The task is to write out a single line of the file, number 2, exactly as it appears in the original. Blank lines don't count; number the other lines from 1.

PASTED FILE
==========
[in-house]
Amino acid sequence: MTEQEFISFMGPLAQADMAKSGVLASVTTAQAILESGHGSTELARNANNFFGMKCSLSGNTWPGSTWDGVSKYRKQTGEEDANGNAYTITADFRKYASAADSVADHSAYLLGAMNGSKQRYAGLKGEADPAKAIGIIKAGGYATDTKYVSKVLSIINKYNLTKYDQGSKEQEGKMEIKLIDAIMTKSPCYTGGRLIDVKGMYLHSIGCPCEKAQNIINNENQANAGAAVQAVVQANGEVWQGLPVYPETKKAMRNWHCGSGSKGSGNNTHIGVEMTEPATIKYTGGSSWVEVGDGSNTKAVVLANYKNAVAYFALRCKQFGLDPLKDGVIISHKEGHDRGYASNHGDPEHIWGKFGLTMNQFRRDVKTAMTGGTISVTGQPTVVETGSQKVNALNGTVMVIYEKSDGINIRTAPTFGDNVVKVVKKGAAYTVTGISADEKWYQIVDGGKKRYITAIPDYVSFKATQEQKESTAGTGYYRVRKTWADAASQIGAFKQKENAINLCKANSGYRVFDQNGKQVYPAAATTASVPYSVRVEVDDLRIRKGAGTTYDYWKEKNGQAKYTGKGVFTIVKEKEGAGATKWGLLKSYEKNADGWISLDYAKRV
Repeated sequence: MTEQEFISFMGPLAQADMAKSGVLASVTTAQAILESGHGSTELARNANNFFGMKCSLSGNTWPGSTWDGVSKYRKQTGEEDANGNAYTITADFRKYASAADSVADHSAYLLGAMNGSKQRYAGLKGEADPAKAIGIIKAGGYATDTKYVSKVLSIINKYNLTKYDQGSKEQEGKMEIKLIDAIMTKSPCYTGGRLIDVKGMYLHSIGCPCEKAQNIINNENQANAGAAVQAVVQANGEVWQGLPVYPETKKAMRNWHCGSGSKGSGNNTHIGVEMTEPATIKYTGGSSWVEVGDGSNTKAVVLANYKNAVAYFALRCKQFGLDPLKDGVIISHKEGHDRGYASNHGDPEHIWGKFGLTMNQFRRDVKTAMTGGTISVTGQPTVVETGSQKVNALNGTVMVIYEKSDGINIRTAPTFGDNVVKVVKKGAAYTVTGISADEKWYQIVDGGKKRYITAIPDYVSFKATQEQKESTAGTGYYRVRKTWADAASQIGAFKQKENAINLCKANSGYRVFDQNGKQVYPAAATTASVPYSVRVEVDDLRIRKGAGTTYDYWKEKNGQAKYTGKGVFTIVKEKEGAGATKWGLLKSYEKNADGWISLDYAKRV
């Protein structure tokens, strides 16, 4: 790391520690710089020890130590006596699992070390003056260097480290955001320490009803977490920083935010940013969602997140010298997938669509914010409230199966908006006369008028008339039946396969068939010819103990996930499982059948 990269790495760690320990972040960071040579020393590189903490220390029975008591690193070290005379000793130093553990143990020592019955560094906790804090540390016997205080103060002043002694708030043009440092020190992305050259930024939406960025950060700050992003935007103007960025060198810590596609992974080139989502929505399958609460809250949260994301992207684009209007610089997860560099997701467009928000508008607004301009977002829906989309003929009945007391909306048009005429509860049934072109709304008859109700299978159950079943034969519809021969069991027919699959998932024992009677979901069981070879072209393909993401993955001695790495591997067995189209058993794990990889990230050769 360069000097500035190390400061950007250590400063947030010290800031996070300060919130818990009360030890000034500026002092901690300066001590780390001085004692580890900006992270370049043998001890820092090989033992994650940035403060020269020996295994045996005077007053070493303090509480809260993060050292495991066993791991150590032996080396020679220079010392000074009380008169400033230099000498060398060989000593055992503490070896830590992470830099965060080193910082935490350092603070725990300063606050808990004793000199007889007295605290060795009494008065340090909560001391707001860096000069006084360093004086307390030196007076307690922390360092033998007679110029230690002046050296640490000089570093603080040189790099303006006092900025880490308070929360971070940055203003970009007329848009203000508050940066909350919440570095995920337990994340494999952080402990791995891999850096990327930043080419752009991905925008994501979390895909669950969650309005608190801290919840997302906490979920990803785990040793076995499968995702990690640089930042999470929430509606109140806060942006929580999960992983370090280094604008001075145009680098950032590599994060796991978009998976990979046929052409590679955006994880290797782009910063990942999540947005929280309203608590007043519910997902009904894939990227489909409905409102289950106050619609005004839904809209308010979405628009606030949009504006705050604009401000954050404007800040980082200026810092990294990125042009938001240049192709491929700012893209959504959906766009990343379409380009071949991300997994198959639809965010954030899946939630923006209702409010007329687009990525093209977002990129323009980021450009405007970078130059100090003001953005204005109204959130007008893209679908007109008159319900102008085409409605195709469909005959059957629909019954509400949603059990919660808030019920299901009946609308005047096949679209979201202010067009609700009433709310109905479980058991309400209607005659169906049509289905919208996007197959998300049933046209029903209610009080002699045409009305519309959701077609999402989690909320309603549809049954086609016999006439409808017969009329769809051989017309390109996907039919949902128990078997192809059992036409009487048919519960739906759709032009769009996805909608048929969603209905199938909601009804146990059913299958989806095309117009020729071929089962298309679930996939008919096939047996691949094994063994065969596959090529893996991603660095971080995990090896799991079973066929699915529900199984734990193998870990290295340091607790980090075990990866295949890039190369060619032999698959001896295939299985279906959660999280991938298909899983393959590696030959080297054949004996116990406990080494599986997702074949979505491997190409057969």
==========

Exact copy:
Amino acid sequence: MTEQEFISFMGPLAQADMAKSGVLASVTTAQAILESGHGSTELARNANNFFGMKCSLSGNTWPGSTWDGVSKYRKQTGEEDANGNAYTITADFRKYASAADSVADHSAYLLGAMNGSKQRYAGLKGEADPAKAIGIIKAGGYATDTKYVSKVLSIINKYNLTKYDQGSKEQEGKMEIKLIDAIMTKSPCYTGGRLIDVKGMYLHSIGCPCEKAQNIINNENQANAGAAVQAVVQANGEVWQGLPVYPETKKAMRNWHCGSGSKGSGNNTHIGVEMTEPATIKYTGGSSWVEVGDGSNTKAVVLANYKNAVAYFALRCKQFGLDPLKDGVIISHKEGHDRGYASNHGDPEHIWGKFGLTMNQFRRDVKTAMTGGTISVTGQPTVVETGSQKVNALNGTVMVIYEKSDGINIRTAPTFGDNVVKVVKKGAAYTVTGISADEKWYQIVDGGKKRYITAIPDYVSFKATQEQKESTAGTGYYRVRKTWADAASQIGAFKQKENAINLCKANSGYRVFDQNGKQVYPAAATTASVPYSVRVEVDDLRIRKGAGTTYDYWKEKNGQAKYTGKGVFTIVKEKEGAGATKWGLLKSYEKNADGWISLDYAKRV